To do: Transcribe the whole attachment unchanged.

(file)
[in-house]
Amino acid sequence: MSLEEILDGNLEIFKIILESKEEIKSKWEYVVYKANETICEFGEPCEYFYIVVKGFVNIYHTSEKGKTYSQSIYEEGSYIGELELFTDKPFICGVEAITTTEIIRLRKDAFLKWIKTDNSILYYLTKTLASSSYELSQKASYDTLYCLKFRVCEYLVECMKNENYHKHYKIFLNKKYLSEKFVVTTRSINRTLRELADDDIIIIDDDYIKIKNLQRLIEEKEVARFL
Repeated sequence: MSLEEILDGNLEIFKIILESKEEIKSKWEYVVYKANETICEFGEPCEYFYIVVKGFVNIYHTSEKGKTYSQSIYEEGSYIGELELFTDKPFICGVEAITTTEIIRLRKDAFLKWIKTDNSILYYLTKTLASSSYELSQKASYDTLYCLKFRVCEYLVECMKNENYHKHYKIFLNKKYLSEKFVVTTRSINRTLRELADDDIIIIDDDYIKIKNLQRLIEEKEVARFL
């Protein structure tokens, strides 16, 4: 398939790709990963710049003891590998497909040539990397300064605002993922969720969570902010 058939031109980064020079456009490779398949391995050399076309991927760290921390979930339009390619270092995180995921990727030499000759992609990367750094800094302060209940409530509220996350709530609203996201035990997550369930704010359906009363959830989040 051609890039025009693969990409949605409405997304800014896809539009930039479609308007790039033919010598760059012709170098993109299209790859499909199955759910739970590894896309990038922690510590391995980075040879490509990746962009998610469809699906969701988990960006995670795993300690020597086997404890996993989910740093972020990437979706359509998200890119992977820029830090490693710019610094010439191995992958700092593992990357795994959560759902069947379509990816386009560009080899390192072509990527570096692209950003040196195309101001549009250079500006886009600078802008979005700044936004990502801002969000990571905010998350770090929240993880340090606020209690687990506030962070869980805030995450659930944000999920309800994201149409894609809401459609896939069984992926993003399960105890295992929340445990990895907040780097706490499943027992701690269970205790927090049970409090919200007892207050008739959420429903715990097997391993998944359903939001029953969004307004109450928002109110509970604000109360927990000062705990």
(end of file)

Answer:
[in-house]
Amino acid sequence: MSLEEILDGNLEIFKIILESKEEIKSKWEYVVYKANETICEFGEPCEYFYIVVKGFVNIYHTSEKGKTYSQSIYEEGSYIGELELFTDKPFICGVEAITTTEIIRLRKDAFLKWIKTDNSILYYLTKTLASSSYELSQKASYDTLYCLKFRVCEYLVECMKNENYHKHYKIFLNKKYLSEKFVVTTRSINRTLRELADDDIIIIDDDYIKIKNLQRLIEEKEVARFL
Repeated sequence: MSLEEILDGNLEIFKIILESKEEIKSKWEYVVYKANETICEFGEPCEYFYIVVKGFVNIYHTSEKGKTYSQSIYEEGSYIGELELFTDKPFICGVEAITTTEIIRLRKDAFLKWIKTDNSILYYLTKTLASSSYELSQKASYDTLYCLKFRVCEYLVECMKNENYHKHYKIFLNKKYLSEKFVVTTRSINRTLRELADDDIIIIDDDYIKIKNLQRLIEEKEVARFL
């Protein structure tokens, strides 16, 4: 398939790709990963710049003891590998497909040539990397300064605002993922969720969570902010 058939031109980064020079456009490779398949391995050399076309991927760290921390979930339009390619270092995180995921990727030499000759992609990367750094800094302060209940409530509220996350709530609203996201035990997550369930704010359906009363959830989040 051609890039025009693969990409949605409405997304800014896809539009930039479609308007790039033919010598760059012709170098993109299209790859499909199955759910739970590894896309990038922690510590391995980075040879490509990746962009998610469809699906969701988990960006995670795993300690020597086997404890996993989910740093972020990437979706359509998200890119992977820029830090490693710019610094010439191995992958700092593992990357795994959560759902069947379509990816386009560009080899390192072509990527570096692209950003040196195309101001549009250079500006886009600078802008979005700044936004990502801002969000990571905010998350770090929240993880340090606020209690687990506030962070869980805030995450659930944000999920309800994201149409894609809401459609896939069984992926993003399960105890295992929340445990990895907040780097706490499943027992701690269970205790927090049970409090919200007892207050008739959420429903715990097997391993998944359903939001029953969004307004109450928002109110509970604000109360927990000062705990």